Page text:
UK Information Commissioners Office adds to ransomware impacts with a fine for firm of solicitors
- Published: Tuesday, 15 March 2022 09:48
While organizations are well aware of the potential impacts of ransomware attacks, the additional risk of post-attack regulatory action is another very real consideration. This issue has been highlighted by a recent fine issued by the UK Information Commissioners Office (ICO) to Tuckers Solicitors following a successful ransomware attack against the firm.
The company was fined £98,000 after a data breach caused by ransomware.
The ICO Monetary Penalty Notice shows that the firm did not use MFA and had unpatched software in place. After gaining access to the network, the attackers were able to install tools and set up an account on the network, before deploying ransomware.
“Tuckers became aware on 24 August 2020 of a ransomware attack on its systems, and on 25 August 2020 determined that the attack had resulted in a personal data breach,” reads the ICO notice. “The Commissioner considers that Tuckers' failure to implement appropriate technical and organization measures over some or all of the relevant period rendered it vulnerable to the attack. The attack resulted in the encryption by the malicious and criminal actor of 972,191 individual files, of which 24,712 related to court bundles; of the encrypted bundles, 60 were exfiltrated by the attacker and released in underground data marketplaces.”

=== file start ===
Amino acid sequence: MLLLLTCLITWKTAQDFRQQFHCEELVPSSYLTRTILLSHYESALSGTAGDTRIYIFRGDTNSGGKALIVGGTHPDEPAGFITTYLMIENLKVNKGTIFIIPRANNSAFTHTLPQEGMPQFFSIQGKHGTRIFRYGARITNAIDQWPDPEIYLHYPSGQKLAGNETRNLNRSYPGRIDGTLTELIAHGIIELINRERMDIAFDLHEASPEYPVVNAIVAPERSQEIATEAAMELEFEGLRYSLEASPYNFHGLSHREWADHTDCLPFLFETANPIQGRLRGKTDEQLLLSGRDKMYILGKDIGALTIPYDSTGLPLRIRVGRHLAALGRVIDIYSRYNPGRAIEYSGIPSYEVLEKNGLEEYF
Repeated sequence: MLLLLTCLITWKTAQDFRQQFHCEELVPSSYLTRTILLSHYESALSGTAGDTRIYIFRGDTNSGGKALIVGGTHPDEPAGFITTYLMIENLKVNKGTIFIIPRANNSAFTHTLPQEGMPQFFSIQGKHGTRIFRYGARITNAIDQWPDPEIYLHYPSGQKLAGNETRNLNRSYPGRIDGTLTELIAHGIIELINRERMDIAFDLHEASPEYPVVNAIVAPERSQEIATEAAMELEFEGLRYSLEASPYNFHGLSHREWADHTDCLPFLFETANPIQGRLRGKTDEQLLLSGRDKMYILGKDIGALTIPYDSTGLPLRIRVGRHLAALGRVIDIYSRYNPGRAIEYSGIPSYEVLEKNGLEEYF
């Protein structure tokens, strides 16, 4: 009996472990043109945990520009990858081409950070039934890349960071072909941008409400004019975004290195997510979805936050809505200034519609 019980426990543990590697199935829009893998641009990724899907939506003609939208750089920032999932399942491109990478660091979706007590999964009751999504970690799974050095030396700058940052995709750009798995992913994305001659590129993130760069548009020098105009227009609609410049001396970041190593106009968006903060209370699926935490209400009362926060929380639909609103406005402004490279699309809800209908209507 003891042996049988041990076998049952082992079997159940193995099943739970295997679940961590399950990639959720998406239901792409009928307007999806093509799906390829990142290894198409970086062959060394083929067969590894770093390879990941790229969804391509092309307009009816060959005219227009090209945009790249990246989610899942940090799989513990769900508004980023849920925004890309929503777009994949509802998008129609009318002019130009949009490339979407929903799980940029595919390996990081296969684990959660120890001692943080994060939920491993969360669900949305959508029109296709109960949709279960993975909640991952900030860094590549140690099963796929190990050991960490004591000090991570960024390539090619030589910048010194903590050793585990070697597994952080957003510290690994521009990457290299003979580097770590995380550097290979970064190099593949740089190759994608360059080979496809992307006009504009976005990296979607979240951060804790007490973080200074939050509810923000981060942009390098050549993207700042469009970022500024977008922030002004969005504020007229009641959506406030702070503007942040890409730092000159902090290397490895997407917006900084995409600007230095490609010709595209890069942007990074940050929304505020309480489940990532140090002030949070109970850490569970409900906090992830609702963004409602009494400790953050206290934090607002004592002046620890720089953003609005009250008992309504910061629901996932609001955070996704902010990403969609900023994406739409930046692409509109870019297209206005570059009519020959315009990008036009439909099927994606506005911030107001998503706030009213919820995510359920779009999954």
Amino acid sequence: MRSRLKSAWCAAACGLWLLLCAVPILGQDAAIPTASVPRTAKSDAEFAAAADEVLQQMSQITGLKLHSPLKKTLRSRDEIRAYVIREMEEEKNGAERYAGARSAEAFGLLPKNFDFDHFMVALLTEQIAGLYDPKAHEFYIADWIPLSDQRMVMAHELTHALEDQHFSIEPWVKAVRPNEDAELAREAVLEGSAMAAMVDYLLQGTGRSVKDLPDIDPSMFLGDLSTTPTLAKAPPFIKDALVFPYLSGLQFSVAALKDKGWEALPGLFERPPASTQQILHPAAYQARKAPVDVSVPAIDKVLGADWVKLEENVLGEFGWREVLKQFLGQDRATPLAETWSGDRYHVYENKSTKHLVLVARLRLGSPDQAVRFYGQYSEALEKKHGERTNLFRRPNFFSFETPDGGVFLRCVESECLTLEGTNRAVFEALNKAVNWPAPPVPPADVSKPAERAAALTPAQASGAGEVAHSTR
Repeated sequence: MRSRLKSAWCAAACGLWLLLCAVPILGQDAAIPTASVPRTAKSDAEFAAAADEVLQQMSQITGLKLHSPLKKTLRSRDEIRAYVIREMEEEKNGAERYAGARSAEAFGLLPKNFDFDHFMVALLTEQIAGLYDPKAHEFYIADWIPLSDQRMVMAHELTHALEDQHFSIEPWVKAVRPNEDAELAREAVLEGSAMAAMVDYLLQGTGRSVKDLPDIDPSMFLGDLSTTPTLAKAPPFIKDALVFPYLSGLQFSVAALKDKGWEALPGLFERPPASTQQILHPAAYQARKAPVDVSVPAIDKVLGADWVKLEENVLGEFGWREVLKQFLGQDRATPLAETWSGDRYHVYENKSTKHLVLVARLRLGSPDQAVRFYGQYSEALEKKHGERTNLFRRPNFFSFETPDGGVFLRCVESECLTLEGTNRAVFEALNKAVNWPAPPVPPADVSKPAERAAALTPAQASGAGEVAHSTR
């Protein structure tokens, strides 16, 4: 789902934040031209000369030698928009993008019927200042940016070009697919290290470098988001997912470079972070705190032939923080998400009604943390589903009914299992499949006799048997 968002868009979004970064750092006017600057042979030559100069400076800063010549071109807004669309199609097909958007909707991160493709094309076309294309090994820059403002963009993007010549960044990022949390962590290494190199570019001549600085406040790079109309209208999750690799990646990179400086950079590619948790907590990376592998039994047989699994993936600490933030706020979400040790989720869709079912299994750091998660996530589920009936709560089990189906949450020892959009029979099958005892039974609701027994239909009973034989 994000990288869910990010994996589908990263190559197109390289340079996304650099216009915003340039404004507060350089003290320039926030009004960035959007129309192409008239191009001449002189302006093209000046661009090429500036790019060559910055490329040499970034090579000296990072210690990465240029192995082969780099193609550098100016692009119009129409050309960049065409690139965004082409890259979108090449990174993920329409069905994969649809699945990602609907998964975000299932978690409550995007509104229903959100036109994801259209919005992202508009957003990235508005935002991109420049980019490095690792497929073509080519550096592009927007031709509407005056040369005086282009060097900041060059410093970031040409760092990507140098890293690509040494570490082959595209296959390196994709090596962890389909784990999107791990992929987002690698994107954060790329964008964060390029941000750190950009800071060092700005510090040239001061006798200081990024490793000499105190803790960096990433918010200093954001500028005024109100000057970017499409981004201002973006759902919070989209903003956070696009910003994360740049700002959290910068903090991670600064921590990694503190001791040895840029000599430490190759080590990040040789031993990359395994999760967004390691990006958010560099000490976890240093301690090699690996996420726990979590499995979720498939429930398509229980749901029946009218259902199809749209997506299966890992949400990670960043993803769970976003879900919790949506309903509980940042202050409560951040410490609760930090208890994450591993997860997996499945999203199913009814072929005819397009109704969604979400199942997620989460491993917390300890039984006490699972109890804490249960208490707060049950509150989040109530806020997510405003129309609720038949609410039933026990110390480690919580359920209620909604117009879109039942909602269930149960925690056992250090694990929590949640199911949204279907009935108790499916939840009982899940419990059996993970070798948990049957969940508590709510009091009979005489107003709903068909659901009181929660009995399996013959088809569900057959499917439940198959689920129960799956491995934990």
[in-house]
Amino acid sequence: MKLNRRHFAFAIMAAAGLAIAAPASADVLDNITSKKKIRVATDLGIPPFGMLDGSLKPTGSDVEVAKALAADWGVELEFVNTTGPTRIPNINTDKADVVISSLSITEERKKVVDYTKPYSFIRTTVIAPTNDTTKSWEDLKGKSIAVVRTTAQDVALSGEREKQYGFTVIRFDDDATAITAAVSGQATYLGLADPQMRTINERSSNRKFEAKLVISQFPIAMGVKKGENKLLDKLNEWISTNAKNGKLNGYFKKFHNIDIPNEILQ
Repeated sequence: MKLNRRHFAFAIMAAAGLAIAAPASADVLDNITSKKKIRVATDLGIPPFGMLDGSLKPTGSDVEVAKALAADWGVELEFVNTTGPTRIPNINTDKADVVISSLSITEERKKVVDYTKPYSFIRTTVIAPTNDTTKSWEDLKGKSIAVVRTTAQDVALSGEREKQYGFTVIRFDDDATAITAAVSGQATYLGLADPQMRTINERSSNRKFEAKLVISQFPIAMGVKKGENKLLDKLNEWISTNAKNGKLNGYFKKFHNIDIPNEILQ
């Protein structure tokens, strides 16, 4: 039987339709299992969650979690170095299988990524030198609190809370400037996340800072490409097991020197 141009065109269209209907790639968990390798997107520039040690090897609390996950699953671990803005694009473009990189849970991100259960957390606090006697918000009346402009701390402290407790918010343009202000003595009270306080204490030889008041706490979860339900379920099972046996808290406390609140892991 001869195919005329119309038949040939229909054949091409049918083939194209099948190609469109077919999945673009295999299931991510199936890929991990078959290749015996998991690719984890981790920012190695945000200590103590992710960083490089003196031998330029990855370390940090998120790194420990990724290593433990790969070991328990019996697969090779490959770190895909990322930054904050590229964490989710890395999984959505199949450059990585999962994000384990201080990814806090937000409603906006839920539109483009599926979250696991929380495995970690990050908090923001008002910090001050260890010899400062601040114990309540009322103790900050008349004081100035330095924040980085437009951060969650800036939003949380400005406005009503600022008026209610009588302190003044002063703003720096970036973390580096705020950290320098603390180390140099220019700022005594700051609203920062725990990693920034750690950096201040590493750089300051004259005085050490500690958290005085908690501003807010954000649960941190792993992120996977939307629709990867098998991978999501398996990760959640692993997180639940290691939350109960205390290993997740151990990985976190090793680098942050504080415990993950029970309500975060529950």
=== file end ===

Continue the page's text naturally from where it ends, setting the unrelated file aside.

Commenting on the case, Steve Cottrell, EMEA CTO at Vectra AI, told Continuity Central: “As if the risk of disruption and data theft wasn’t reason enough for organizations to improve security hygiene and protect against ransomware attacks, the ICO is baring its teeth against victims who could have done more. For Tuckers Solicitors, with no multi-factor authentication and an unpatched vulnerability, it would have been easy for the attacker to infiltrate the network, install hacking tools, and even create their own account on the system before they deployed ransomware. This gave the organization multiple signs that an attack was in progress, as well as opportunities to detect it before highly sensitive data was exfiltrated and locked down.”